To live in the twenty-first century West is to inhabit a peculiar, disorienting, and incoherent cultural moment. It is to live simultaneously in a world where reason is imagined to have triumphed over religion (at least in its more traditional forms) and in the moral universe bequeathed by the religion that many have rejected. We simultaneously believe that Christianity is false or oppressive or fading away and are passionately committed to such ideals as human rights, the ennobling potential of suffering, the duty of the strong to care for the weak, ideals that are profoundly Christian in origin and character. We now zealously moralize at each other from the branches of a tree whose trunk we have largely hacked through.

I recently listened to a question-and-answer period after a lecture by the British historian Tom Holland. In his most recent book Dominion, Holland powerfully and eloquently diagnoses the incoherent moment that we inhabit in the West where we are deeply Christian in our ethics and assumptions (loathe as we are to acknowledge this) and yet decidedly post-Christian in our belief. The question he was asked was, essentially, “What now? Where does our culture go from here?”

Holland offered three possibilities. The first is that Christianity will continue to have “a ghostly afterlife.” It will live on in anemic and attenuated form in a liberal secular ethic. Perhaps there will be enough within liberalism to keep a few vaguely Christian ethics and assumptions going. For how long, no one knows. The second possibility is that we will eventually return to the world that existed before Christianity, a world where power and might make right. There are obviously a few ominous signs out there in our politics and our discourse as to what this might look like.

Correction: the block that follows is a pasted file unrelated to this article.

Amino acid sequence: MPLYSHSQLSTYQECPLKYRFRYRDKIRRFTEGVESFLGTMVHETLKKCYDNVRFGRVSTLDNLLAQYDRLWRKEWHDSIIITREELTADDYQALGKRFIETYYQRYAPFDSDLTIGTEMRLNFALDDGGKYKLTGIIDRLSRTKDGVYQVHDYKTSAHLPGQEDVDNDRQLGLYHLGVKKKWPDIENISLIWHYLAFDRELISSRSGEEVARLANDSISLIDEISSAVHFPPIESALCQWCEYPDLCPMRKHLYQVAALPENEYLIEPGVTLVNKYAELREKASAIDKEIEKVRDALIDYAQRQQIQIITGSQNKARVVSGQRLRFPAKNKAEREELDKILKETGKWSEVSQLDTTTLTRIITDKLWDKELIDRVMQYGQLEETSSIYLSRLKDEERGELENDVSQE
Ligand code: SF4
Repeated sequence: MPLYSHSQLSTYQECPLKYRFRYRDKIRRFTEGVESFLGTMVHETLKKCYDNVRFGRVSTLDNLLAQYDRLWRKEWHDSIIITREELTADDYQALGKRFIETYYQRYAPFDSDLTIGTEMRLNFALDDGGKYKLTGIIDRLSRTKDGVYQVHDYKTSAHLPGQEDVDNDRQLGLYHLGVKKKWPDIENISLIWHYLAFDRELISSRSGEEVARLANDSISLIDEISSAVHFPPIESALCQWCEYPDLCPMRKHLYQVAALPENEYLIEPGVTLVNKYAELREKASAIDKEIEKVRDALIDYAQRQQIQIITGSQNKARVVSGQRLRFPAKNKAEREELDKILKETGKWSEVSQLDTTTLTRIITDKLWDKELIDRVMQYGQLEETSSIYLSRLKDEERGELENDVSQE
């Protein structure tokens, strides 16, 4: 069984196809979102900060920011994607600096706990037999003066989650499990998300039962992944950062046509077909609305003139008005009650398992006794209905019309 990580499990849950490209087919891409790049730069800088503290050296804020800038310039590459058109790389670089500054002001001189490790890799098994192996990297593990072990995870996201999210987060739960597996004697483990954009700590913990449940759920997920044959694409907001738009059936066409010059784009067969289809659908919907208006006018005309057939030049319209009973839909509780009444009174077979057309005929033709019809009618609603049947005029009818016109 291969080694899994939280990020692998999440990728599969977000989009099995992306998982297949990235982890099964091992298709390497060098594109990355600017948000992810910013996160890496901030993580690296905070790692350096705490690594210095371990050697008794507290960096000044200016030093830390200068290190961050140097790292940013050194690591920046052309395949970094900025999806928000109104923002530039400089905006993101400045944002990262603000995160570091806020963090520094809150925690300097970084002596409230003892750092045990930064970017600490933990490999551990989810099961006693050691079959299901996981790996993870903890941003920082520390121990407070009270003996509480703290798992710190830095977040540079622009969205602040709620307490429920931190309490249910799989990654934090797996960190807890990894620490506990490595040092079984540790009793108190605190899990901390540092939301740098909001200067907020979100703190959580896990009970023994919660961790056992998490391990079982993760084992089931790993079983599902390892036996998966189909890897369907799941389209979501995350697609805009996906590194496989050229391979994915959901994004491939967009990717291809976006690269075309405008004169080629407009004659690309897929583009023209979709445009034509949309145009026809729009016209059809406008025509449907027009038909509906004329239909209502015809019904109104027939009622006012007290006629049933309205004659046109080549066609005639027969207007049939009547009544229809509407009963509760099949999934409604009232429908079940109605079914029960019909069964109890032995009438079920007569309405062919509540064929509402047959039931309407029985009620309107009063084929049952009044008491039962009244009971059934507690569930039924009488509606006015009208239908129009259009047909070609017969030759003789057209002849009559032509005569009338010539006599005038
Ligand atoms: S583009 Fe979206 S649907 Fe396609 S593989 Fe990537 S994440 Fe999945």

The third possibility that Holland suggested was that people might somehow make the connection between the assumptions/ethics and the beliefs that once animated them. Holland is, as far as I know, an agnostic. But he suggested that perhaps some people might just say, “Well, I already believe in some things that can’t be proved (human rights, for example) so I might as well believe in a God.” Not exactly the next Great Awakening. But still, it’s interesting to hear a secular historian speculate that some form of religious belief might soon be necessary to make sense of our moral selves.

The most interesting part of Holland’s response, though, was what he had to say about the role the church might play going forward:

Churches cannot afford to be a kind of pale simulacrum of secular liberal society. They have to actually emphasize everything that may make them feel embarrassed in a liberal secular society. They have to emphasize the strangeness, the weirdness, the bizarre quality of what they believe in. Because ultimately [Christianity] is weird, bizarre and strange. But it’s that strangeness that has animated it for two thousand years… My advice, for what it’s worth, would be that churches should be prepared to emphasize the strangeness because that is what I think people will be looking for.

It may be that people who are living in secular societies are going to start actively looking for the strange… Like demons, for example. Or the strangest thing of all—the God of the universe-in-human flesh, murdered by those who bore his image, risen triumphant from the dead, offering mercy and peace to betrayers and disbelievers, saying, “feed on me, I am the Bread of Life,” promising newness of life and hope eternal. Yes, we should definitely emphasize this glorious strangeness.